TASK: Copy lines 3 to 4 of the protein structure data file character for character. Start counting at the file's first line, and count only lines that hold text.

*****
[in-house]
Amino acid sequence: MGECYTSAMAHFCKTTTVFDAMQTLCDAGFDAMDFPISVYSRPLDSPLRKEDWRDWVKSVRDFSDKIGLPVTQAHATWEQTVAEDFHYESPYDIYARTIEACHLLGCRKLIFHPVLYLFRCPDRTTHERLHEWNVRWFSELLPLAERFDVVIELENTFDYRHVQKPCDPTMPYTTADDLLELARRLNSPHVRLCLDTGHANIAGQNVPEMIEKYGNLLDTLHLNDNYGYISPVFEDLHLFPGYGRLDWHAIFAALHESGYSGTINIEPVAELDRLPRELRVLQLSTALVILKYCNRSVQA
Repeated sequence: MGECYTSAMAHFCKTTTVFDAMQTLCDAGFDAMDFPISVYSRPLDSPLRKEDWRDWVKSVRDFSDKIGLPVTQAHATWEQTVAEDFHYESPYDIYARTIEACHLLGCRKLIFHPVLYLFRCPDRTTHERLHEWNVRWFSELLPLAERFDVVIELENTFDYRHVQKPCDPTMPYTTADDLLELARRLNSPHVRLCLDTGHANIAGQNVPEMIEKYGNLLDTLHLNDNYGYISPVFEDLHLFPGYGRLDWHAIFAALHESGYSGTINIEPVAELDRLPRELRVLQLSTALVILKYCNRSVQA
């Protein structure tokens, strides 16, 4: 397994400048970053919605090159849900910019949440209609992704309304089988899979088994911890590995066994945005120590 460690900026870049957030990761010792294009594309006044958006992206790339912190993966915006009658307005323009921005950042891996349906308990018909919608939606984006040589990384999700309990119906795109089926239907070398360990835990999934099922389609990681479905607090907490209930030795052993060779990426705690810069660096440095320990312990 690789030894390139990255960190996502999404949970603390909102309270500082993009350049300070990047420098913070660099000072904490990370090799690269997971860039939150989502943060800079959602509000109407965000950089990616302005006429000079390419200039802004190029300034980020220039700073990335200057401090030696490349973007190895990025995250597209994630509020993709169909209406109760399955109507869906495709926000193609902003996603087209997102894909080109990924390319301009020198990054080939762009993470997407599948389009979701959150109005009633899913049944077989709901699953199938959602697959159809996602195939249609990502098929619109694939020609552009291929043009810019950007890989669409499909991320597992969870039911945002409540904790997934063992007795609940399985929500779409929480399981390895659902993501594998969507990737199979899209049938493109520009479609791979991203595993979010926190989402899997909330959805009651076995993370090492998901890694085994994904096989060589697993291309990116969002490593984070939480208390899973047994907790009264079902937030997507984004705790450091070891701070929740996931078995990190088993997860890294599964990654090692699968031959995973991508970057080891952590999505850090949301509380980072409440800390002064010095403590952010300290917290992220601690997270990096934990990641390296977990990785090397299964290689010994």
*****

Repeated sequence: MGECYTSAMAHFCKTTTVFDAMQTLCDAGFDAMDFPISVYSRPLDSPLRKEDWRDWVKSVRDFSDKIGLPVTQAHATWEQTVAEDFHYESPYDIYARTIEACHLLGCRKLIFHPVLYLFRCPDRTTHERLHEWNVRWFSELLPLAERFDVVIELENTFDYRHVQKPCDPTMPYTTADDLLELARRLNSPHVRLCLDTGHANIAGQNVPEMIEKYGNLLDTLHLNDNYGYISPVFEDLHLFPGYGRLDWHAIFAALHESGYSGTINIEPVAELDRLPRELRVLQLSTALVILKYCNRSVQA
């Protein structure tokens, strides 16, 4: 397994400048970053919605090159849900910019949440209609992704309304089988899979088994911890590995066994945005120590 460690900026870049957030990761010792294009594309006044958006992206790339912190993966915006009658307005323009921005950042891996349906308990018909919608939606984006040589990384999700309990119906795109089926239907070398360990835990999934099922389609990681479905607090907490209930030795052993060779990426705690810069660096440095320990312990 690789030894390139990255960190996502999404949970603390909102309270500082993009350049300070990047420098913070660099000072904490990370090799690269997971860039939150989502943060800079959602509000109407965000950089990616302005006429000079390419200039802004190029300034980020220039700073990335200057401090030696490349973007190895990025995250597209994630509020993709169909209406109760399955109507869906495709926000193609902003996603087209997102894909080109990924390319301009020198990054080939762009993470997407599948389009979701959150109005009633899913049944077989709901699953199938959602697959159809996602195939249609990502098929619109694939020609552009291929043009810019950007890989669409499909991320597992969870039911945002409540904790997934063992007795609940399985929500779409929480399981390895659902993501594998969507990737199979899209049938493109520009479609791979991203595993979010926190989402899997909330959805009651076995993370090492998901890694085994994904096989060589697993291309990116969002490593984070939480208390899973047994907790009264079902937030997507984004705790450091070891701070929740996931078995990190088993997860890294599964990654090692699968031959995973991508970057080891952590999505850090949301509380980072409440800390002064010095403590952010300290917290992220601690997270990096934990990641390296977990990785090397299964290689010994």